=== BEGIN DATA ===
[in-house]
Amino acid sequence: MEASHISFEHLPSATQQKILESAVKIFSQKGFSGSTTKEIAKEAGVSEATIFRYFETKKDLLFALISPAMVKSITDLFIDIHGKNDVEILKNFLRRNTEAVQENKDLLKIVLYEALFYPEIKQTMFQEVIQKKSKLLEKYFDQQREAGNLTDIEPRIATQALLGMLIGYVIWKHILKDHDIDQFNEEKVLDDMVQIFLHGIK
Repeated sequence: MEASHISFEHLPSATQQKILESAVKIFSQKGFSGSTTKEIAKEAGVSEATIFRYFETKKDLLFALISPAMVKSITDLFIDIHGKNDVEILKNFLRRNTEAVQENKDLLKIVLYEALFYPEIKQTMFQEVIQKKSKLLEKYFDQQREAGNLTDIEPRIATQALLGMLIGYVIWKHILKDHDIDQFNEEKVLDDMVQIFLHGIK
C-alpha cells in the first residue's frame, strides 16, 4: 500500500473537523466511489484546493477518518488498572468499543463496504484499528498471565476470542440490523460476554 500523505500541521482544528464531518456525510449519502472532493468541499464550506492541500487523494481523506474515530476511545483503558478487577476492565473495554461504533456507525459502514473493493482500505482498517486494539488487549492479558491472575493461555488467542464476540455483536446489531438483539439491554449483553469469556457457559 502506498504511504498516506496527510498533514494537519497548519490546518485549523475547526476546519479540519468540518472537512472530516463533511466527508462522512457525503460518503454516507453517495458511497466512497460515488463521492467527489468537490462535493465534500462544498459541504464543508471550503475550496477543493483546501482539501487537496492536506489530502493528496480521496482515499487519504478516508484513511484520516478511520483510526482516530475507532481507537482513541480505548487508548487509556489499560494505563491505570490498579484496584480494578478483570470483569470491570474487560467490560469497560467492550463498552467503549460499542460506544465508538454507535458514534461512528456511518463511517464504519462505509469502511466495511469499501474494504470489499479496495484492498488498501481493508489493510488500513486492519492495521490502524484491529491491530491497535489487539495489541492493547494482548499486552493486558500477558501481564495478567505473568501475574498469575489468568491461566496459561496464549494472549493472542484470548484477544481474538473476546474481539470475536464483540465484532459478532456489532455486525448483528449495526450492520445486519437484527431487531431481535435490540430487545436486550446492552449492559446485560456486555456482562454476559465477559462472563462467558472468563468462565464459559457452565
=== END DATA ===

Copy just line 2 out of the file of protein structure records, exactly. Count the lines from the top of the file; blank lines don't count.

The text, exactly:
Amino acid sequence: MEASHISFEHLPSATQQKILESAVKIFSQKGFSGSTTKEIAKEAGVSEATIFRYFETKKDLLFALISPAMVKSITDLFIDIHGKNDVEILKNFLRRNTEAVQENKDLLKIVLYEALFYPEIKQTMFQEVIQKKSKLLEKYFDQQREAGNLTDIEPRIATQALLGMLIGYVIWKHILKDHDIDQFNEEKVLDDMVQIFLHGIK